# How to animate Sierpinski triangle construction

How do I get an animated gif from the following construction?
Possibly also changing the functions used, if a different function is more suitable for the case.

``````using Plots
gr()
tr=[(0,0),(1,0),0.5.*(1,sqrt(3))]
p=plot(tr, st=:scatter, markersize=3, legend=false)
m=0.5 .* ((0,0).+ (1,0))
sierpinski=[m]
for i in 1:10000
m=0.5 .*(m .+ tr[rand(1:3)])
push!(sierpinski,m)
end

plot!(p,sierpinski,st=:scatter, markersize=1, legend=false)

savefig(p,"sierpinski.png")

``````

I tried this way, but it doesn’t work.

``````julia> using Plots

julia> gr()
Plots.GRBackend()

julia> tr=[(0,0),(1,0),0.5.*(1,sqrt(3))]
3-element Vector{Tuple{Real, Real}}:
(0, 0)
(1, 0)
(0.5, 0.8660254037844386)

julia> p = scatter(1,xlim = (0, 1),ylim = (0, sqrt(3)/2), legend = false, marker = 1)

julia> m=0.5 .* ((0,0).+ (1,0))
(0.5, 0.0)

julia> @gif for i=1:10000
m=0.5 .*(m .+ tr[rand(1:3)])
push!(p, m)
end every 10
ERROR: UndefVarError: m not defined
Stacktrace:
[1] macro expansion
@ c:\Users\sprmn\.julia\v1.8\plot3.jl:86 [inlined]
[2] top-level scope
@ C:\Users\sprmn\.julia\packages\Plots\yJrrq\src\animation.jl:235
``````

I tried to use the same scheme used for the lorenz attractor and in this way I get the animated gif. But I don’t understand why it doesn’t work in the first case and I’m pretty sure there are easier ways to achieve the same result.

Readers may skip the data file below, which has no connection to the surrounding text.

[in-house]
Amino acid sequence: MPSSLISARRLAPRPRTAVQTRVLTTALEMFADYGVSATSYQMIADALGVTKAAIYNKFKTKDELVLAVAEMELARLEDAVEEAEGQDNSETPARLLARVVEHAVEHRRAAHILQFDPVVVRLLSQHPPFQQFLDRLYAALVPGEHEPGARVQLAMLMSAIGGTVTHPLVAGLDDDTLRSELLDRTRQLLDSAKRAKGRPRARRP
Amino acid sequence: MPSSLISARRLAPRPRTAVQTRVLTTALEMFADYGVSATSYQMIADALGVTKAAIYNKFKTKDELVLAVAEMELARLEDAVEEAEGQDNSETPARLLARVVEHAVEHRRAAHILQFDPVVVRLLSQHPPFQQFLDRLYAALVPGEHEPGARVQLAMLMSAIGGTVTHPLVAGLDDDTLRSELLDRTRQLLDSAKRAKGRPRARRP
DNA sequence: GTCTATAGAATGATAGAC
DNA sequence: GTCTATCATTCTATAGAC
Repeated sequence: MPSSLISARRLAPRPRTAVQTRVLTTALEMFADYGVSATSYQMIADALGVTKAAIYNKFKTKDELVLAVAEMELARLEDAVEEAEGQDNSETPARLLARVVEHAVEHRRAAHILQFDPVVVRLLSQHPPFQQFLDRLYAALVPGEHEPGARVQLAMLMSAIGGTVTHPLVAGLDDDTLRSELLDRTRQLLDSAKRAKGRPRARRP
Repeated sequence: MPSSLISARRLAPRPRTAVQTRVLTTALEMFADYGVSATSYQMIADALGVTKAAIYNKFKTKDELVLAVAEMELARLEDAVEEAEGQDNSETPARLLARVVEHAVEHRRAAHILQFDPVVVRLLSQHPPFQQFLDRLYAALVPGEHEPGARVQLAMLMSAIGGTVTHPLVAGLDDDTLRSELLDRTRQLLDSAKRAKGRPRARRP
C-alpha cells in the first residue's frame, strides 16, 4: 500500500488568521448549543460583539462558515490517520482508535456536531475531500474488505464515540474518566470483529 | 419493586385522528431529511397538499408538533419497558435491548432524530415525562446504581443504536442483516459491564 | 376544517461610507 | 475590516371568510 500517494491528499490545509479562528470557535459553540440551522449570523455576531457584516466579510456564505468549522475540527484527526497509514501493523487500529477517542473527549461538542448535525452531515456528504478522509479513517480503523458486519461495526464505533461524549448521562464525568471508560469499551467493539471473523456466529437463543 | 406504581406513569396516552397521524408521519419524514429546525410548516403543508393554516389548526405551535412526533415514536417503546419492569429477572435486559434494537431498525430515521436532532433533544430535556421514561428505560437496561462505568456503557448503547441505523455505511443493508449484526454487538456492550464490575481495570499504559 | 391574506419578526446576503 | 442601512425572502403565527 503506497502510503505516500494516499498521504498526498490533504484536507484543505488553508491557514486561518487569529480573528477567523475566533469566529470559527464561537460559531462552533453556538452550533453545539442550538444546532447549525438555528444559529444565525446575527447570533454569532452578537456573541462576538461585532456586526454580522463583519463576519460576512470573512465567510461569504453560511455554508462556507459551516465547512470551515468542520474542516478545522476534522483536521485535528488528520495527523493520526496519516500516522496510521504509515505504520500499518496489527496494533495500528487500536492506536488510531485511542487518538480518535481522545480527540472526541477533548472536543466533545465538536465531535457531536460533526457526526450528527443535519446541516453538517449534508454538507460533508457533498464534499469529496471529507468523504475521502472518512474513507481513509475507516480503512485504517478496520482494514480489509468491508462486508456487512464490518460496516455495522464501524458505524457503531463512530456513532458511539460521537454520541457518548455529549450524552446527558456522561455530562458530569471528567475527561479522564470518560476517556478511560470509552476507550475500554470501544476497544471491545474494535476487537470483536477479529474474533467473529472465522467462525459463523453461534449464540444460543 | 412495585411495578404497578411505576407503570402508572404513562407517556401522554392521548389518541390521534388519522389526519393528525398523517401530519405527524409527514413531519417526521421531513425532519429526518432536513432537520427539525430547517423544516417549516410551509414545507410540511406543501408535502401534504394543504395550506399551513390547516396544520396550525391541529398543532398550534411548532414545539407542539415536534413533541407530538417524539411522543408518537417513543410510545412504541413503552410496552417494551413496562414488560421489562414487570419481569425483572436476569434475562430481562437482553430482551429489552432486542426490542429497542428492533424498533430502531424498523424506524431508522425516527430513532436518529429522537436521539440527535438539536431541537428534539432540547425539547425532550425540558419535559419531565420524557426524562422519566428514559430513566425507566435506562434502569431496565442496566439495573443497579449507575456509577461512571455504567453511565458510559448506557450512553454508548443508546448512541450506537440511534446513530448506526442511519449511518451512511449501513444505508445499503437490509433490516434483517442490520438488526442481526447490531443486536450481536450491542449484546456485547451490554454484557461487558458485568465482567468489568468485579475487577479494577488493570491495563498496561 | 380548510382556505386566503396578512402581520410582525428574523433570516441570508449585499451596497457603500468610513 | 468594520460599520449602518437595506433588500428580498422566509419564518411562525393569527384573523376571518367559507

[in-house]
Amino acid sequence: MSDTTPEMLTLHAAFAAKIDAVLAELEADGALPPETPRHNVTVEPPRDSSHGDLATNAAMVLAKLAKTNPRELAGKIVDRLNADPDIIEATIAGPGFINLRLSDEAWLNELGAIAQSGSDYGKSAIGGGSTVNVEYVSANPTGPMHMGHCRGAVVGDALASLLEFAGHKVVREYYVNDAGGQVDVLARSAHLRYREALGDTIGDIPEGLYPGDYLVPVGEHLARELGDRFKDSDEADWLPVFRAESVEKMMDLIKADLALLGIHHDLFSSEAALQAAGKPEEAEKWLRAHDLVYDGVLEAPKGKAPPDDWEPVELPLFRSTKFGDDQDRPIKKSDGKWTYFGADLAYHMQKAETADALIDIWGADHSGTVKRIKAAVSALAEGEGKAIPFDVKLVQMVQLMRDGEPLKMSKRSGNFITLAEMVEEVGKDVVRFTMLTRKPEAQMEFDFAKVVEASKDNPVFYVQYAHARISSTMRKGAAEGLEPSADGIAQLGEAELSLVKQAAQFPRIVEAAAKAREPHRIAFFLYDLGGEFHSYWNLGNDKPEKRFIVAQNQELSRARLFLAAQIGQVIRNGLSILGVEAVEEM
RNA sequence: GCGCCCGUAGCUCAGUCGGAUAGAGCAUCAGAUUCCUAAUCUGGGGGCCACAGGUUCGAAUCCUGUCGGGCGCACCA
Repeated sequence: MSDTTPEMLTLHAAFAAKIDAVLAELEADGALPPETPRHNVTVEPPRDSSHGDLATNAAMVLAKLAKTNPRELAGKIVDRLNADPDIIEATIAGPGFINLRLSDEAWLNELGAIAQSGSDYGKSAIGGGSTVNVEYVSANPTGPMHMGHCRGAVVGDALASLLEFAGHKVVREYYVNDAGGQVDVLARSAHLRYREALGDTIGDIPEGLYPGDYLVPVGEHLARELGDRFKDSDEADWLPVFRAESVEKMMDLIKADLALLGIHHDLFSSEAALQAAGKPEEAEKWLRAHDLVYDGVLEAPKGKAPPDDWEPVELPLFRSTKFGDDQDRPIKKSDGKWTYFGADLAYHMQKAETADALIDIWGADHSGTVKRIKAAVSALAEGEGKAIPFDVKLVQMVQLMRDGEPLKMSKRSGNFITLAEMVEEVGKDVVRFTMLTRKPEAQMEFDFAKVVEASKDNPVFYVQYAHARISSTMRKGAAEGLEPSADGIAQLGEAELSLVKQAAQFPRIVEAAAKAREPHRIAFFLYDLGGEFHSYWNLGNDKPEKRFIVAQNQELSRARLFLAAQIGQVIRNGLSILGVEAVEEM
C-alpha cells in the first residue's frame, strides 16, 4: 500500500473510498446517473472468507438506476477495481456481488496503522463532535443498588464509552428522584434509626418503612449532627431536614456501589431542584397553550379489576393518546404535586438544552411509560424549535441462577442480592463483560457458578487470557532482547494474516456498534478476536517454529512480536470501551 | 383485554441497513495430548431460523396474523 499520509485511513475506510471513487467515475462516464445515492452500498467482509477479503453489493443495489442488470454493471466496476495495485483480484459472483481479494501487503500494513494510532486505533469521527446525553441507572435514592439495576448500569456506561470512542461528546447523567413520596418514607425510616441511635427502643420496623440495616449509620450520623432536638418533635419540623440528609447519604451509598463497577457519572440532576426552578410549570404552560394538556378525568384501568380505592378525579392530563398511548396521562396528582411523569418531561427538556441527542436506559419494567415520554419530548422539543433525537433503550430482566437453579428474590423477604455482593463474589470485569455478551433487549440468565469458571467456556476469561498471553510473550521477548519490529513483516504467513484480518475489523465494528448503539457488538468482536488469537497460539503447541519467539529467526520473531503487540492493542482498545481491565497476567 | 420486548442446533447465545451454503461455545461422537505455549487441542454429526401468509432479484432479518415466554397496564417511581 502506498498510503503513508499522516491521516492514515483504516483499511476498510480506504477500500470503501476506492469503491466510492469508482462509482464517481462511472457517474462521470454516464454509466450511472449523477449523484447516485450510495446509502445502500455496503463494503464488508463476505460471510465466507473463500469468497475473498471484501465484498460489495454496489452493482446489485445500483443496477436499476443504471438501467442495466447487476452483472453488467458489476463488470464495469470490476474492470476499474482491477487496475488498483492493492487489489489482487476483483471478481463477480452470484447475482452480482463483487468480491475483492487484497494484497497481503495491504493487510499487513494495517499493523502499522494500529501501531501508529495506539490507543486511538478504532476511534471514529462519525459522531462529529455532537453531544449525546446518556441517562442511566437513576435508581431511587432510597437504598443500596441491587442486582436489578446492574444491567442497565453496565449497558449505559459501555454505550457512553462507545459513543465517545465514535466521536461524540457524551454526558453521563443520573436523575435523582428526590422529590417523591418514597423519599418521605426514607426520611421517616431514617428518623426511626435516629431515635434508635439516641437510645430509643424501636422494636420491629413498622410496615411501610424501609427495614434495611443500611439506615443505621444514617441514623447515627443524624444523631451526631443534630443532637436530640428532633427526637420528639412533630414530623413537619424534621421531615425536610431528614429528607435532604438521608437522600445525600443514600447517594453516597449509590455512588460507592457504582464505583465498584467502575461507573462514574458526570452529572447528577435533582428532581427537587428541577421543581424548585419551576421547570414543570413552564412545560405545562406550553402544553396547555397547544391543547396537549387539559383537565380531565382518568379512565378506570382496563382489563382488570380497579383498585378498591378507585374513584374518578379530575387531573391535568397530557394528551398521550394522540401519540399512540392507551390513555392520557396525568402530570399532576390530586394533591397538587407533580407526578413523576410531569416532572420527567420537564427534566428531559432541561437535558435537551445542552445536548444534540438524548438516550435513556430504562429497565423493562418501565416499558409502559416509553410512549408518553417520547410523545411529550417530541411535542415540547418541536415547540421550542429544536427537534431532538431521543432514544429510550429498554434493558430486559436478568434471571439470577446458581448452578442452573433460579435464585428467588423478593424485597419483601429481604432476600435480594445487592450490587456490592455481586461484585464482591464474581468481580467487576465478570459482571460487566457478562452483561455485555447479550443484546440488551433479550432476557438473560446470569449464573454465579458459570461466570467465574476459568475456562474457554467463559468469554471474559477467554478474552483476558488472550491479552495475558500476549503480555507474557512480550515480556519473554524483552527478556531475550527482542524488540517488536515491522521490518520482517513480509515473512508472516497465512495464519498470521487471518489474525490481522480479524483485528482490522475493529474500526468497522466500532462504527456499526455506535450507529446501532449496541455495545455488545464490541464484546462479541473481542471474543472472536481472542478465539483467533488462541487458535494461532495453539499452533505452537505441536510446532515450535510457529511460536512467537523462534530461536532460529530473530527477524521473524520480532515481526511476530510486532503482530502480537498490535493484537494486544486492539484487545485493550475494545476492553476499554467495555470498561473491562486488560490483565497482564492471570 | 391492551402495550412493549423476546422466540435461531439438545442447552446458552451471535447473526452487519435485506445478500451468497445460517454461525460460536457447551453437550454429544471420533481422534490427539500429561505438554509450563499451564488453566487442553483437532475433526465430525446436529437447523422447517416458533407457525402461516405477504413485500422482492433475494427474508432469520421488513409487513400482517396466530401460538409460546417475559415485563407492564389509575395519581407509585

``````#-------------
using Plots
# define the Lorenz attractor
Base.@kwdef mutable struct Sier
a = (0,0)
b=(1,0)
c=0.5.*(1,sqrt(3))
tr=[a,b,c]
x=0.5 * (a[1]+ b[1])
y=0.5 * (a[2]+ b[2])
end

function step!(m::Sier)
v=m.tr[rand(1:3)]
m.x = 0.5*(m.x+v[1])
m.y = 0.5*(m.y+v[2])
end

midpoint = Sier()

plt = scatter(
1,
xlim = (0, 1),
ylim = (0, sqrt(3)/2),
legend = false,
marker = 1,
)

@gif for i=1:10000
step!(midpoint)
push!(plt, midpoint.x, midpoint.y)
end every 10

``````

I get this error (I ran update Plots command)

``````julia> gif(p, [sierpinski[1:i] for i in 1:length(sierpinski)], st=:scatter, markersize=1, legend=false, filename="sierpinski 1.gif")
ERROR: MethodError: no method matching gif(::Plots.Plot{Plots.GRBackend}, ::Vector{Vector{Any}}; st=:scatter, markersize=1, legend=false, filename="sierpinski 1.gif")
Closest candidates are:
gif(::Animation, ::Any; kw...) at C:\Users\sprmn\.julia\packages\Plots\yJrrq\src\animation.jl:65
Stacktrace:
[1] top-level scope
@ c:\Users\sprmn\.julia\v1.8\plot3.jl:113

(v1.8) pkg> status Plots
Status `C:\Users\sprmn\.julia\v1.8\Project.toml`
⌃ [91a5bcdd] Plots v1.32.0
Info Packages marked with ⌃ have new versions available
``````

PS
Could you upload the gif you get?

Excuse me, @devvinish, but are getting your answers from chatGPT? Both the language of your explanations (which is very good), the clarity of the code, as well as the incongruent oddness of the errors in the code remind me a lot of the bot-generated code.

I suggest that you actually test that your code runs before sharing it here. And if the code and answers are written by chatGPT, please indicate so in your posts.

4 Likes

Try this (edited to get rid of `global` as per @DNF advice):

``````using Plots; gr(dpi=100)

function sierpinski_gif(n)
p = scatter(1, xlim=(0,1), ylim=(0,√3/2), legend=false, ms=1.5, msw=0, marker=:utriangle, c=:black)
m = 0.5 .* ((0,0) .+ (1,0))
anim = @animate for i=1:n
m = 0.5 .* (m .+ rand([(0,0), (1,0), 0.5 .* (1, √3)]))
push!(p, m)
end every 10
gif(anim, "sierpinski.gif")
return p
end

sierpinski_gif(5000)        # 21 s (40 M allocs: 889 MiB, 0.4% gc time)
``````
2 Likes

The GIF generation takes too long about 7 seconds to produce one png.

Maybe the Graphics card or RAM is not powerful enough for my laptop. Thanks for the code anyway…

7000 seconds to create one gif or 116 minutes

Your proposal has been around for a long time and I didn’t wait for it to conclude.